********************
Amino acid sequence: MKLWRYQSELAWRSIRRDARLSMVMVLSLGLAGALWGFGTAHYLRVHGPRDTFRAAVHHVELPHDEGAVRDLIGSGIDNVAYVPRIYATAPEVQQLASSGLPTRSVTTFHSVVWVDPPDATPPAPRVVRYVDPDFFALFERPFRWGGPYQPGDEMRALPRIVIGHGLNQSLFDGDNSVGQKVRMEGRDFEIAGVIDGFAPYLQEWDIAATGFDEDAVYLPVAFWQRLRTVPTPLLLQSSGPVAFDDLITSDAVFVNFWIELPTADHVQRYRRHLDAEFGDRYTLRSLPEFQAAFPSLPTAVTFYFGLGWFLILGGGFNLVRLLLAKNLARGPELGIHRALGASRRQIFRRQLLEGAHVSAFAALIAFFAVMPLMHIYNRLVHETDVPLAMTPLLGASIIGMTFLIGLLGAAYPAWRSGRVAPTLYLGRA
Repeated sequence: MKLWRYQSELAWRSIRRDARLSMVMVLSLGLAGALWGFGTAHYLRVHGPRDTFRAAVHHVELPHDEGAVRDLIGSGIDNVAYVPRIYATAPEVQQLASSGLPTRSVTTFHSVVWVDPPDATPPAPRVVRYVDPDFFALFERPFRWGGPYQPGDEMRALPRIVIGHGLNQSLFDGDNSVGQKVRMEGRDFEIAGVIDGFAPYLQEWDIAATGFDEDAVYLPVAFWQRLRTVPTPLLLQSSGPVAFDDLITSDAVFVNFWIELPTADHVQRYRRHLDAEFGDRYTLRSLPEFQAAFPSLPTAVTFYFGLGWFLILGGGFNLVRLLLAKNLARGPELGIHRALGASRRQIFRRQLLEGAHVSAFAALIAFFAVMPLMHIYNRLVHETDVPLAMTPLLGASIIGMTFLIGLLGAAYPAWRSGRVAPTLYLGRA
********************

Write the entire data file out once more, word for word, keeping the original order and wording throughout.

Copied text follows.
Amino acid sequence: MKLWRYQSELAWRSIRRDARLSMVMVLSLGLAGALWGFGTAHYLRVHGPRDTFRAAVHHVELPHDEGAVRDLIGSGIDNVAYVPRIYATAPEVQQLASSGLPTRSVTTFHSVVWVDPPDATPPAPRVVRYVDPDFFALFERPFRWGGPYQPGDEMRALPRIVIGHGLNQSLFDGDNSVGQKVRMEGRDFEIAGVIDGFAPYLQEWDIAATGFDEDAVYLPVAFWQRLRTVPTPLLLQSSGPVAFDDLITSDAVFVNFWIELPTADHVQRYRRHLDAEFGDRYTLRSLPEFQAAFPSLPTAVTFYFGLGWFLILGGGFNLVRLLLAKNLARGPELGIHRALGASRRQIFRRQLLEGAHVSAFAALIAFFAVMPLMHIYNRLVHETDVPLAMTPLLGASIIGMTFLIGLLGAAYPAWRSGRVAPTLYLGRA
Repeated sequence: MKLWRYQSELAWRSIRRDARLSMVMVLSLGLAGALWGFGTAHYLRVHGPRDTFRAAVHHVELPHDEGAVRDLIGSGIDNVAYVPRIYATAPEVQQLASSGLPTRSVTTFHSVVWVDPPDATPPAPRVVRYVDPDFFALFERPFRWGGPYQPGDEMRALPRIVIGHGLNQSLFDGDNSVGQKVRMEGRDFEIAGVIDGFAPYLQEWDIAATGFDEDAVYLPVAFWQRLRTVPTPLLLQSSGPVAFDDLITSDAVFVNFWIELPTADHVQRYRRHLDAEFGDRYTLRSLPEFQAAFPSLPTAVTFYFGLGWFLILGGGFNLVRLLLAKNLARGPELGIHRALGASRRQIFRRQLLEGAHVSAFAALIAFFAVMPLMHIYNRLVHETDVPLAMTPLLGASIIGMTFLIGLLGAAYPAWRSGRVAPTLYLGRA